Editorial: Take extra security measures after rash of dirt bike, ATV thefts

Sometimes, sadly, just putting your belongings away isn't enough to keep them secure.

Last week, the Carroll County Sheriff's Office reported a recent spike in the theft of dirt bikes and all-terrain vehicles in the county this summer. Of the 13 separate incidents the Sheriff's Office has investigated since the start of 2016 involving the theft of 25 such vehicles, six have occurred in the last month and a half, including three in the month of July, accounting for 13 dirt bikes or ATVs stolen in the past six weeks.


Most have been taken from outbuildings such as sheds or detached garages away from the primary residence.

Crime is generally low in Carroll County, and the bulk of the crime the county does see comes in the form of property crimes like these. Nearly three-fourths of all criminal activity in the county is related to theft, according to the Sheriff's Office.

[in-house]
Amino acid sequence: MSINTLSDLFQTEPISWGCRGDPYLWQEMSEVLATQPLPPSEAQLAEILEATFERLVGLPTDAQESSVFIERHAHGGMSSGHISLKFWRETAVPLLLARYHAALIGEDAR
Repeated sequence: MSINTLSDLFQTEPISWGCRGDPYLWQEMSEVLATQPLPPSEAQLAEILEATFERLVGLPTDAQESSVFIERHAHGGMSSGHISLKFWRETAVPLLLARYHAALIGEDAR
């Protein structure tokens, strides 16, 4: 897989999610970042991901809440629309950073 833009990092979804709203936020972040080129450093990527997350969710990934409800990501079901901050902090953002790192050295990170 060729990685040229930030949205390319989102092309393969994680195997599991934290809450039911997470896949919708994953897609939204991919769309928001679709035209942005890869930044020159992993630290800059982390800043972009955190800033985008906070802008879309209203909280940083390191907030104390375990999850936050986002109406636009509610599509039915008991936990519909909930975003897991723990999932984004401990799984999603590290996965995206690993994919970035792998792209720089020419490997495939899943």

Because of those low crime rates here, especially in more rural parts of the county where many of these recent thefts have taken place, we can become blase to taking simple security measures. We'd all like to have the expectation that people aren't going to break into our homes, storage sheds or garages and steal our property; unfortunately, no one is immune from such behavior.

That means, fair or not, the onus falls on the owner to make sure property is secure from theft. The Sheriff's Office suggests, when possible, storing dirt bikes and ATVs in well-lit areas attached to the house.

When that's not possible, people should consider adding floodlights to areas where these kinds of vehicles — or any valuables — may be stored in detached buildings, and consider additional locks on the vehicles themselves.

Having a recent photo of the item and any associated vehicle identification numbers filed also can't hurt in case a dirt bike or ATV is stolen, and can speed up the reporting process for police.

These particular thefts came even when owners followed the common-sense steps of putting personal property inside overnight and locking it up. So it should also serve as a reminder to those who still leave less-expensive items like bicycles or tools out in the open on front lawns or open garages, valuables inside cars in plain sight and automobiles unlocked overnight.

In the summer months especially, crimes of opportunity tend to rise.

No amount of security systems can make you immune to theft. But taking a few simple steps can limit opportunities for thieves to steal your property.